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Charlottetown woman hopes to 'never, ever pick up another cigarette' after Lung Association challenge

Judy Gallant hopes this is the last time she breaks the habit after participating in a month-long challenge with the P.E.I. Lung Association to quit smoking.
Judy Gallant hopes this is the last time she breaks the habit after participating in a month-long challenge with the P.E.I. Lung Association to quit smoking. - Michael Robar
CHARLOTTETOWN, P.E.I. —



In early May, Judy Gallant saw a Facebook ad that she hopes will change her life.

It was for the Smoke-Free Now Challenge, put on by the P.E.I. Lung Association.

The lifelong, on-again-off-again smoker knew it was now or never and decided to register.

On July 9, Gallant will have been smoke-free for two months, she said.

“I hope to God I never, ever pick up another cigarette because if I do, I don’t think I’ll be able to quit again because it was the hardest thing I ever went through.”

Gallant was one of 11 successful Islanders out of 45 who tried to drop the habit for the challenge, which lasted one month and ended June 5.

As part of the challenge, participants received motivational emails, a challenge calendar and access to an online support group, which was indispensable in helping Gallant stay the course.

However, she had a greater motivation, she said.

“My sister-in-law had stroke, and she’s the exact same age as me. And it wasn’t just the smoking, but that was a big one. They said it was from smoking and a couple other things.”

With health issues of her own, Gallant took it as a sign.

“I hope to God I never, ever pick up another cigarette because if I do, I don’t think I’ll be able to quit again because it was the hardest thing I ever went through.”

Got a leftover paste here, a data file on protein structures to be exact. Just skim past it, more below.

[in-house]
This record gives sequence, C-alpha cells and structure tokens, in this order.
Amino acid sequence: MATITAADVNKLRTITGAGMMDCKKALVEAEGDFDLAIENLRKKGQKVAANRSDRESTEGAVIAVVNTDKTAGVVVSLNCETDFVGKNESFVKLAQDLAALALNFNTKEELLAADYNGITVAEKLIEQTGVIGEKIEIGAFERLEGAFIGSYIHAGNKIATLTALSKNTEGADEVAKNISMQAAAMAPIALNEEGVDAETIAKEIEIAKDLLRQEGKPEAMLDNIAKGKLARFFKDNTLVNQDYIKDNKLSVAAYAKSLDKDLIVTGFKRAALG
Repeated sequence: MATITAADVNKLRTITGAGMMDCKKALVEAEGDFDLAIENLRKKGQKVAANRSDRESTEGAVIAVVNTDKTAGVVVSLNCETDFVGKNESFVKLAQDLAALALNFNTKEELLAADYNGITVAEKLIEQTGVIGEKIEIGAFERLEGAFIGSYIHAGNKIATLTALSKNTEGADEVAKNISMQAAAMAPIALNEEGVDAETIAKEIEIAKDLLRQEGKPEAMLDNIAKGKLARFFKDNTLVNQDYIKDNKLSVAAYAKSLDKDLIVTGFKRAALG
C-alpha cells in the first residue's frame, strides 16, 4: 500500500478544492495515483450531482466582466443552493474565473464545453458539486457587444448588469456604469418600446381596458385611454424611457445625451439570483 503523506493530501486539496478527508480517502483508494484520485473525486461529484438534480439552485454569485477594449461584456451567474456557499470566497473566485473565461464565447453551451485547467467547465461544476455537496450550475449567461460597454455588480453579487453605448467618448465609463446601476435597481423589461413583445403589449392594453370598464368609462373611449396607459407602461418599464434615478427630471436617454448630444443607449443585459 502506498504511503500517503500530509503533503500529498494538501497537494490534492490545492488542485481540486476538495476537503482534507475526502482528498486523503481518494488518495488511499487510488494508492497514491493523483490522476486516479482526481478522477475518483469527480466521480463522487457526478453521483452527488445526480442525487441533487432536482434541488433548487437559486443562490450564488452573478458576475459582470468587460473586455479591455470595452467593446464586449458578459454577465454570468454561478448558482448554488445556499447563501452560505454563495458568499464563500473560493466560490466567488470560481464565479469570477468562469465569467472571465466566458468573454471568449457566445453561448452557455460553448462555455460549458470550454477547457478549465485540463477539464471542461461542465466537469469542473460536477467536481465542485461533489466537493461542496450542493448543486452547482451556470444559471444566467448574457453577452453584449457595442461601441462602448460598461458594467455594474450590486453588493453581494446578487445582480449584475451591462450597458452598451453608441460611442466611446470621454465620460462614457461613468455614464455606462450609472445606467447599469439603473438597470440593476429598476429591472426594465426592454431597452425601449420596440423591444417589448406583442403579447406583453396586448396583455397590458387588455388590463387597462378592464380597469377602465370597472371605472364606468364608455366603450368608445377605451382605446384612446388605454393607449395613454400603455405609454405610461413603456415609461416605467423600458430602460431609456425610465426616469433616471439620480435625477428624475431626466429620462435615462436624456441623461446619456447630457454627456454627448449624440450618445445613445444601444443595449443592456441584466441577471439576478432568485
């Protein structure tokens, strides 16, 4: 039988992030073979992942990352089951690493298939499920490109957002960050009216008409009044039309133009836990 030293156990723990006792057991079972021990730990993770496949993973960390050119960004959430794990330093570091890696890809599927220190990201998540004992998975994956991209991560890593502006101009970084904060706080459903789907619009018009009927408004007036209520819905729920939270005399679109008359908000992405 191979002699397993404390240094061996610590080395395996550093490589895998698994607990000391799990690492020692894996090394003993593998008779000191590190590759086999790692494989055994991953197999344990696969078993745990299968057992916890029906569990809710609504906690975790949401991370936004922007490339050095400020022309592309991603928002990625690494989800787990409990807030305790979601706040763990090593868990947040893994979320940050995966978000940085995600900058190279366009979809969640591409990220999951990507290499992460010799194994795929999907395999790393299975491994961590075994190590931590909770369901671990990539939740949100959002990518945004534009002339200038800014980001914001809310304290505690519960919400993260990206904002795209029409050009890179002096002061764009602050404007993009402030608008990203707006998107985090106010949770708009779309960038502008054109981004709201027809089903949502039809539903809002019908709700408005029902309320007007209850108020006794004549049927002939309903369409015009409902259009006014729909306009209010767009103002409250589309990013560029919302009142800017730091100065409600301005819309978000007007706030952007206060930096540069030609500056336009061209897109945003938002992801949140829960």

- Judy Gallant

The coronavirus (COVID-19 strain), potentially devastating to people’s respiratory system, shone a light on the importance of lung health, said Julie Hartley, co-ordinator of the P.E.I. Lung Association, in a media release.

“We figured this virus might provide additional motivation for people to quit, so we wanted to offer this program as a means of support for people who are looking to improve their lung health during these uncertain times.”

However, Gallant, a self-proclaimed homebody, didn’t find the pandemic to be a help or a hindrance.

Like many smokers, this isn’t Gallant’s first attempt to quit.

While she tried laser therapy in the past, she mostly tried cold turkey as she didn’t find nicotine patches helpful.

The longest she had been able to quit before was for eight years. She would make a fuss anytime someone smoked around her, she said.

“’Get that away from me, ew,’ that’s the way I was … and I thought I would never start again. Never.”

She picked it up again while in the hospital – at that time, hospitals still had smoking rooms – for what was then-undiagnosed chronic pain.

Now, with the support of friends, the Facebook group and the P.E.I. Lung Association to keep her accountable, she wants this to be the last time, but sge knows as well as anyone how hard the road ahead will be.

“I wish I could say, I really wish I could say, ‘I’ll never smoke again,’ but never say never because those eight years I was quit, I was the worst non-smoker you ever met.”

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